Crowdsourced courier app Passel partners with Swinburne on job assignment algorithms

Melbourne start-up partners with university's data science team to pick best 'passer' for the delivery

Crowdsourced delivery start-up Passel is partnering with Swinburne University to develop algorithms to help it identify the best person to notify about a potential courier job.

Individuals registering with the Passel app share their location and home address with the company and if they are close to a shop that needs a courier and are on their way passed a drop-off, they are given an alert about the available delivery job.

Passel – whose app is aimed at shoppers and retail workers – is working with Swinburne’s Data Science Research Institute to create an assignment model that will make the service more efficient.

“The challenge for Passel is to identify the passer who would be least inconvenienced by the delivery and offer them the job. At scale, it’s not possible to do this with the current systems,” said project leader, Dr Hadi Ghaderi.

“From the data Passel has shared with us, we are using advanced analytics and real time optimisation methods that will consider a potential passer’s trajectory. We look at the routes passers travel and target those whose trajectory matches the delivery needs,” he said.

There are currently 3000 people signed up to Passel – called passers – and more than 30 stores in the a number of Australian cities are using the service. The company is about to launch in Ireland.

“Passel has been really open entering into this collaboration with us and has shared its data with us. This data will enable us to undertake more research in personal mobility and logistics,” Ghaderi said.

Passel’s business model avoids some of the inefficiencies of traditional courier companies, such as having to pay delivery drivers even in times of low demand.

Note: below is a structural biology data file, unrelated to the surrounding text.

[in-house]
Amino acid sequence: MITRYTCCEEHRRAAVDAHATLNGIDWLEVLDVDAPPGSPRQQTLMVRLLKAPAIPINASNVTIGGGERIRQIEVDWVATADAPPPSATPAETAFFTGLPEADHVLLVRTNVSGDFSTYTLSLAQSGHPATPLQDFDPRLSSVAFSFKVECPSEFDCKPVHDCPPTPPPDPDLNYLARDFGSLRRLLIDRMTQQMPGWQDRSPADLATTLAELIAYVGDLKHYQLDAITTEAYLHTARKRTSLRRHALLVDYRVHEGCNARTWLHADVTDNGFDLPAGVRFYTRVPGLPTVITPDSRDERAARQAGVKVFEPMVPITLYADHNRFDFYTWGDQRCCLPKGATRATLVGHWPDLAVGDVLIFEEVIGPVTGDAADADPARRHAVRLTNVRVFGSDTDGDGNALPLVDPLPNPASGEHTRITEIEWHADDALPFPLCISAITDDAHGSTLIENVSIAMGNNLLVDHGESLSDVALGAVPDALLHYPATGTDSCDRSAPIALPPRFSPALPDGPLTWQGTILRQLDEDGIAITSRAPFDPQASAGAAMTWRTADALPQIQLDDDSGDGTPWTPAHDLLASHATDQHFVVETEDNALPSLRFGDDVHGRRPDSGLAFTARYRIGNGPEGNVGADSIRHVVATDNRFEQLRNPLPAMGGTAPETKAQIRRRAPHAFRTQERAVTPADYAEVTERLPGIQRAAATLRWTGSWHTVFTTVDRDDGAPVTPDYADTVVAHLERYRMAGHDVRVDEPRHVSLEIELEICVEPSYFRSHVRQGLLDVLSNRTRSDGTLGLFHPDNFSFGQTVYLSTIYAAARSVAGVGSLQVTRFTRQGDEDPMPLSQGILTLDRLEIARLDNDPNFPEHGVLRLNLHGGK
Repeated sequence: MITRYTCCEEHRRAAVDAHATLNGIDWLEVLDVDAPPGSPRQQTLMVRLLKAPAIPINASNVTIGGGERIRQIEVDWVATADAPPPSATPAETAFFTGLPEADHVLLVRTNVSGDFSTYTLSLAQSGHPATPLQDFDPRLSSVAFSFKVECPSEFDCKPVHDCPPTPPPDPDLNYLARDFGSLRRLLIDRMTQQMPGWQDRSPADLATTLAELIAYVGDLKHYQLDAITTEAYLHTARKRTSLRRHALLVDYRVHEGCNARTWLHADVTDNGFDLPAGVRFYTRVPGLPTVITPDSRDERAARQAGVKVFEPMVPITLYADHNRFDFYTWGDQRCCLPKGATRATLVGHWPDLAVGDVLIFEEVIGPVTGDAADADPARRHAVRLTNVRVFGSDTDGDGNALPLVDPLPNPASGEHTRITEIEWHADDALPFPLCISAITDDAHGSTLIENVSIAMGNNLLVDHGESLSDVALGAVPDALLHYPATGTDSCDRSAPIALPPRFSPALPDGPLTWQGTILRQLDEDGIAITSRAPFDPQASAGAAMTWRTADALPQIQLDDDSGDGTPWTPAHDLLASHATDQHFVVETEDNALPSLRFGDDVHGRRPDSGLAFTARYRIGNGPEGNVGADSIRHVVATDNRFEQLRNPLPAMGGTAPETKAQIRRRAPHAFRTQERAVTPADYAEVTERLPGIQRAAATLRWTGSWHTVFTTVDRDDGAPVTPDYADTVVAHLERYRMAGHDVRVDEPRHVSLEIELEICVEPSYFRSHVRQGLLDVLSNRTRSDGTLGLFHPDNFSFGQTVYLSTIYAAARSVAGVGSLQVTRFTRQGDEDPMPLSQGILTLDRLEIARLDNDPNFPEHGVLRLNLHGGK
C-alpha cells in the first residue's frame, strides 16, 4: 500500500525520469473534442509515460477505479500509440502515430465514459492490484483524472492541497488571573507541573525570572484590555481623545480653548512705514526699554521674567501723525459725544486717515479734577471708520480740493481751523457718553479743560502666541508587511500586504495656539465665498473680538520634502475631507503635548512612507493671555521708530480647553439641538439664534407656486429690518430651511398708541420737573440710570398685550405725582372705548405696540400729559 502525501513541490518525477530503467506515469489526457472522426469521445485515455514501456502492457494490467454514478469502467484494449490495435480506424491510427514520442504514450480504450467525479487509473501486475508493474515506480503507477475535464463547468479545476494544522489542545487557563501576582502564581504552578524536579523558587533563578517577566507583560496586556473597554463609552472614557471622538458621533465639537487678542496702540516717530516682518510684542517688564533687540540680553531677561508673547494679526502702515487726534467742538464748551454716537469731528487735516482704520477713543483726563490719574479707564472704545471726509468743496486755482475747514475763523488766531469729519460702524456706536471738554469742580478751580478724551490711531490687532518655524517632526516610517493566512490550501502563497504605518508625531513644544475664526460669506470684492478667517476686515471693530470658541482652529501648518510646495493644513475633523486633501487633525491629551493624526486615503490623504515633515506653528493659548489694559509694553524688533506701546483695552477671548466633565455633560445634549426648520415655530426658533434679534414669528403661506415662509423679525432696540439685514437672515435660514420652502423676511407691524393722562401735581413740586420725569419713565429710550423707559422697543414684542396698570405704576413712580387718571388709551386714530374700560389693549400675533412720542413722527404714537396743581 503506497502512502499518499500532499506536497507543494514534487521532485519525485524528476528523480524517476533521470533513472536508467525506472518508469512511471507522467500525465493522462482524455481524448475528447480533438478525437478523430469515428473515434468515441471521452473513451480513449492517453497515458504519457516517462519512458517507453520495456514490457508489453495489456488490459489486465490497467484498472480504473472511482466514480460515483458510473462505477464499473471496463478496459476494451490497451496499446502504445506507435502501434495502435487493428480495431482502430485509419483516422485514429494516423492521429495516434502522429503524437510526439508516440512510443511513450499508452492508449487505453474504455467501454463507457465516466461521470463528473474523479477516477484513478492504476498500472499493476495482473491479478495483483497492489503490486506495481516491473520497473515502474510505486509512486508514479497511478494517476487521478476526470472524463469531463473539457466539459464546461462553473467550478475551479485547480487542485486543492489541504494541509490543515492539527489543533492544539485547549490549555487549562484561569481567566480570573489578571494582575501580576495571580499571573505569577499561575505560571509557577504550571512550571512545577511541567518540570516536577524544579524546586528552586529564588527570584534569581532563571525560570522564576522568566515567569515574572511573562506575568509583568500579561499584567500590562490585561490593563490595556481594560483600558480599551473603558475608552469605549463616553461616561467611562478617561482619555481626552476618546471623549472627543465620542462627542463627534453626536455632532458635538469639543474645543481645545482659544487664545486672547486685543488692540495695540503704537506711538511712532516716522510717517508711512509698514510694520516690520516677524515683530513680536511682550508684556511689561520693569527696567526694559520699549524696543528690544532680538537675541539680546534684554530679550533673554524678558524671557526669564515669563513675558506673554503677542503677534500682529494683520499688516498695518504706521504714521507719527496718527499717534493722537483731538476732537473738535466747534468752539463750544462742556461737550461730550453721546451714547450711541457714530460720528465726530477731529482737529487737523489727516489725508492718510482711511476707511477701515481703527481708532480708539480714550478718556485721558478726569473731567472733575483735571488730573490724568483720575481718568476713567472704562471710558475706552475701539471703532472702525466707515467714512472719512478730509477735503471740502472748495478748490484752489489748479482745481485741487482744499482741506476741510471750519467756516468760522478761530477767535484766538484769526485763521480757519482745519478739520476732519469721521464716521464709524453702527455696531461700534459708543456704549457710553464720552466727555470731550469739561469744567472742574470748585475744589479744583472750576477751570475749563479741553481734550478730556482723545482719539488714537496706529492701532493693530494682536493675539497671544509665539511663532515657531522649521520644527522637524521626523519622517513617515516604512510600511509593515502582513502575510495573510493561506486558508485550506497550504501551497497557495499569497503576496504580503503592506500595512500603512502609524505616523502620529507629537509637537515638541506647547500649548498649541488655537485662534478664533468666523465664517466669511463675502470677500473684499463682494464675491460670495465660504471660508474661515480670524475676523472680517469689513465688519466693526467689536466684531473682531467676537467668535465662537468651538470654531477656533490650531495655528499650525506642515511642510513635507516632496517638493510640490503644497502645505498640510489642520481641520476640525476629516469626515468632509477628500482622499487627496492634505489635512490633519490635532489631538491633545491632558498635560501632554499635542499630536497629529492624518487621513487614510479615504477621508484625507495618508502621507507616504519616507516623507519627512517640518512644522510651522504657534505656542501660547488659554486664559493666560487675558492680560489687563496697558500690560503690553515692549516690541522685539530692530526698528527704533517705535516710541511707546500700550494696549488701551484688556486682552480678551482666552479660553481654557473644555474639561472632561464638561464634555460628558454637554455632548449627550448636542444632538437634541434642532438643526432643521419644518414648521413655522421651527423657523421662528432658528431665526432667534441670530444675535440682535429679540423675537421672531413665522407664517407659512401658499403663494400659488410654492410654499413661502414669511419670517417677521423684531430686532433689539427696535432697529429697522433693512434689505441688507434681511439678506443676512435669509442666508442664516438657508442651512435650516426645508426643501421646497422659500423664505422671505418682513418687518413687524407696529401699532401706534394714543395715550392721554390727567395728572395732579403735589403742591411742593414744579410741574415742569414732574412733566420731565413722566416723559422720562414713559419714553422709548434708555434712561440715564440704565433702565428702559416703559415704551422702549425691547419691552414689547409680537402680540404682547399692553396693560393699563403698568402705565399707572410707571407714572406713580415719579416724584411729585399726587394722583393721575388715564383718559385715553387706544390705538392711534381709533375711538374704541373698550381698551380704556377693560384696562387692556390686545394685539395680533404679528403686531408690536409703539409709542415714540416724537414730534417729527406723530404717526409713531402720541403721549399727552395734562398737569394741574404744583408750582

“The challenge for transport companies has always been managing supply and demand. You have to make sure there are enough drivers around to do deliveries so you can maintain a service, but if you have too many drivers your costs go out of control and people aren’t prepared to pay,” Hughes said.

However, Passel says it is unlike similar crowdsourced services like Shyp (which ended operations after five years in 2018) and Uber’s RUSH (which also closed down last year) because the passers don’t expect to make a living from deliveries. Passers receive $10 for each delivery they complete.

The company makes a point of saying it is “NOT the Uber for couriers”.

“The ‘Uber for couriers’ are the casual courier companies already in existence. The key difference is that casual couriers, much like professional couriers, are on the road trying to make a living, even if only for a few hours a day. Passers are normal people who only will do a delivery if it’s convenient for them,” says company founder Marshall Hughes.

Hughes said that once the algorithms had been developed, they could potentially be used by other businesses.

“We think we can help other sharing companies, once we perfect our platform, to enable the right person to help someone at the right time,” he said.

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